Like many tactical 2 player games, Schotten Totten has you deducing every play, analysing every card and trying to foretell combinations that are only good enough to win each stone to free up further combinations for other stones. Miss some clear piece of knowledge and your opponent can punish you for it while the delicate balance of lady luck’s cards keeps most games on dual spikes. A single game lasts around 15 minutes with variants for scoring best of 5 or even playing multiple games and keeping score of how many stones were claimed in each game and tallying totals at the end of multiple games. This new version also comes with an assortment of “super powered” tactics cards that create an advanced version of the game. These include Jokers, a card that can be either a 1,2 or 3 and a even a play that forces players to make a combination of 4 cards for that stone. Tactic cards come from a separate card deck with each player starting with 1 in hand. However you can only play one more tactic card that your opponent, so should your opponent never use a tactic card, the game balances itself by never allowing you to play any more to keep a level playing field.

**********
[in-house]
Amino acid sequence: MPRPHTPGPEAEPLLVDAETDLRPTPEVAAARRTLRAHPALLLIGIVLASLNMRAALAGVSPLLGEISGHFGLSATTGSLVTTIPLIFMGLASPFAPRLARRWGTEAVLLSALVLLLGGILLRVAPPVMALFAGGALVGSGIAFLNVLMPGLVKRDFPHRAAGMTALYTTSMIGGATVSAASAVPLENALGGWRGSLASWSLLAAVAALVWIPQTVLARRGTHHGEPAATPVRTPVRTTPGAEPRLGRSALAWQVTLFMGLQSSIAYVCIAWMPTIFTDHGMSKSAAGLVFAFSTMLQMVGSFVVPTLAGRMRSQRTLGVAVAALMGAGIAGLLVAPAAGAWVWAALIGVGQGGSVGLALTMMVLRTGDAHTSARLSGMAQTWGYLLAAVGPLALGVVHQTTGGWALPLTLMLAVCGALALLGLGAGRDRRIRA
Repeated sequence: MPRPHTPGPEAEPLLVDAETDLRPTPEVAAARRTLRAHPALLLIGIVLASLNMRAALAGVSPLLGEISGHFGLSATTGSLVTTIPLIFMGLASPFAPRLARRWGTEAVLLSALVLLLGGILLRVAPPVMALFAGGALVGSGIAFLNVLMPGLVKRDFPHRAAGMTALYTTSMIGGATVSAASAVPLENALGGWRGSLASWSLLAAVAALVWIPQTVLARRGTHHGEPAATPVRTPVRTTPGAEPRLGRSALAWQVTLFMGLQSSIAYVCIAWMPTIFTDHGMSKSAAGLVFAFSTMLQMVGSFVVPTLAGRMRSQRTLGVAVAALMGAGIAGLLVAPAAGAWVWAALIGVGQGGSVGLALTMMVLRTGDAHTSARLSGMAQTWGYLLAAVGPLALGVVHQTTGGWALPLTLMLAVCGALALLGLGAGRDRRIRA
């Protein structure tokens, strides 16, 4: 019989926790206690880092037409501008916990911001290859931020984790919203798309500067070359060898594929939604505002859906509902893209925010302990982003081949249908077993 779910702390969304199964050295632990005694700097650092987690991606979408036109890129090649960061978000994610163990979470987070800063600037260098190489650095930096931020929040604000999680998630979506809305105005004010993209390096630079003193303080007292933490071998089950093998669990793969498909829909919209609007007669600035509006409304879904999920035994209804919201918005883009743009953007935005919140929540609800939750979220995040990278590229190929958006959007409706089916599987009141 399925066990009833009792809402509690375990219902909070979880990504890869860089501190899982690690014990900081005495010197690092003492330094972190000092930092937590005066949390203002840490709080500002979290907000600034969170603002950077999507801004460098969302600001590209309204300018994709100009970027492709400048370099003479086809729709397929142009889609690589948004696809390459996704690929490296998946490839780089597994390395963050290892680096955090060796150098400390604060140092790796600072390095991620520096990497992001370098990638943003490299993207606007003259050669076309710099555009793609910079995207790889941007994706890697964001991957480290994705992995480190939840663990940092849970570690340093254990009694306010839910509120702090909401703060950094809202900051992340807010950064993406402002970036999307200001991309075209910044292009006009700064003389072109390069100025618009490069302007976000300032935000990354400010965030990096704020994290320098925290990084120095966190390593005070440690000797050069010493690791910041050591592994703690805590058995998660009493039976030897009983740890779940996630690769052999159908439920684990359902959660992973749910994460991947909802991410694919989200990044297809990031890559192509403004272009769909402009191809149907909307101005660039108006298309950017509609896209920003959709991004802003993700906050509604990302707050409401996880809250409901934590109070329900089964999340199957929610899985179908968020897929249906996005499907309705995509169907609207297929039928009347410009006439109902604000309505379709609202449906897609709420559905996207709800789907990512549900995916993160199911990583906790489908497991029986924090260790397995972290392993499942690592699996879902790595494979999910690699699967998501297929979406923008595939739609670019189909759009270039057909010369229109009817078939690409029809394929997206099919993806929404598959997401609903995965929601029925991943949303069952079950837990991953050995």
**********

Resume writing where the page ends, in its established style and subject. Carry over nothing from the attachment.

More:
Staying true to its roots, Iello’s production quality of the new version of Schotten Totten is stellar. The art is a vibrant cartoonish depiction of Scottish stereotypes that will leave you smiling as you place them on the battlefield. Card stock is fantastic and the cardboard pieces depicting the stones are high quality and durable through a number of plays. All of this in the typical Mini games box and we’ve been given another great 2 player game that can be played anywhere.


While I always try to pick something negative about a game, I’m really failing with Schotten Totten. Granted, no game is everyone’s cup of tea but this game is accessible to players of all experience levels, the art and production is amazing, it’s a game with simple rules but deceptive complexity that makes every play feel like it matters, it’s playable everywhere in short periods of time so it never overstays its welcome and has multiple play modes with the tactics cards. All of this for one of the cheapest price points on the market. If you like great 2 player games, just get it already. I know Paul played it once and has already ordered his own copy.


  • Production Value
  • Price Point
  • Simple Rules, “Deep” Decisions
  • Variants included for Advanced Play
  • Art


  • Only for 2 players
  • Only 20 Mins
Whether its my heritage, love for colourful cards, great two player games or simple rules that create fantastically complex decisions but its clear to me that Schotten Totten is one of, if not the, best two player game I own. For anyone who plays 2 player games, or wants to, just buy two copies of this game. One of the best ways CBQ could have started 2017.